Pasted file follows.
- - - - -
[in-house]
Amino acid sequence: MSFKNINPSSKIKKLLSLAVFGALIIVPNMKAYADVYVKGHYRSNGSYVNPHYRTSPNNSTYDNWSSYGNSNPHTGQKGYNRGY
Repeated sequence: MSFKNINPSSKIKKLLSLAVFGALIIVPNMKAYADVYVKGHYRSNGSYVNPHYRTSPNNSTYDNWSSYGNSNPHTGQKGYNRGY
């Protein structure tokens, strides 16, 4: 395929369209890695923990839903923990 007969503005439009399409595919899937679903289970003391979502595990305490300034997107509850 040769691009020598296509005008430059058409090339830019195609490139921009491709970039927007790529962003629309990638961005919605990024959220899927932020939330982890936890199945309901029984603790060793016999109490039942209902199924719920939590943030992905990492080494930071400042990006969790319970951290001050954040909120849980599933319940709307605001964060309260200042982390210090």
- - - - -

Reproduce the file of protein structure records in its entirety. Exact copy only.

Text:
[in-house]
Amino acid sequence: MSFKNINPSSKIKKLLSLAVFGALIIVPNMKAYADVYVKGHYRSNGSYVNPHYRTSPNNSTYDNWSSYGNSNPHTGQKGYNRGY
Repeated sequence: MSFKNINPSSKIKKLLSLAVFGALIIVPNMKAYADVYVKGHYRSNGSYVNPHYRTSPNNSTYDNWSSYGNSNPHTGQKGYNRGY
């Protein structure tokens, strides 16, 4: 395929369209890695923990839903923990 007969503005439009399409595919899937679903289970003391979502595990305490300034997107509850 040769691009020598296509005008430059058409090339830019195609490139921009491709970039927007790529962003629309990638961005919605990024959220899927932020939330982890936890199945309901029984603790060793016999109490039942209902199924719920939590943030992905990492080494930071400042990006969790319970951290001050954040909120849980599933319940709307605001964060309260200042982390210090």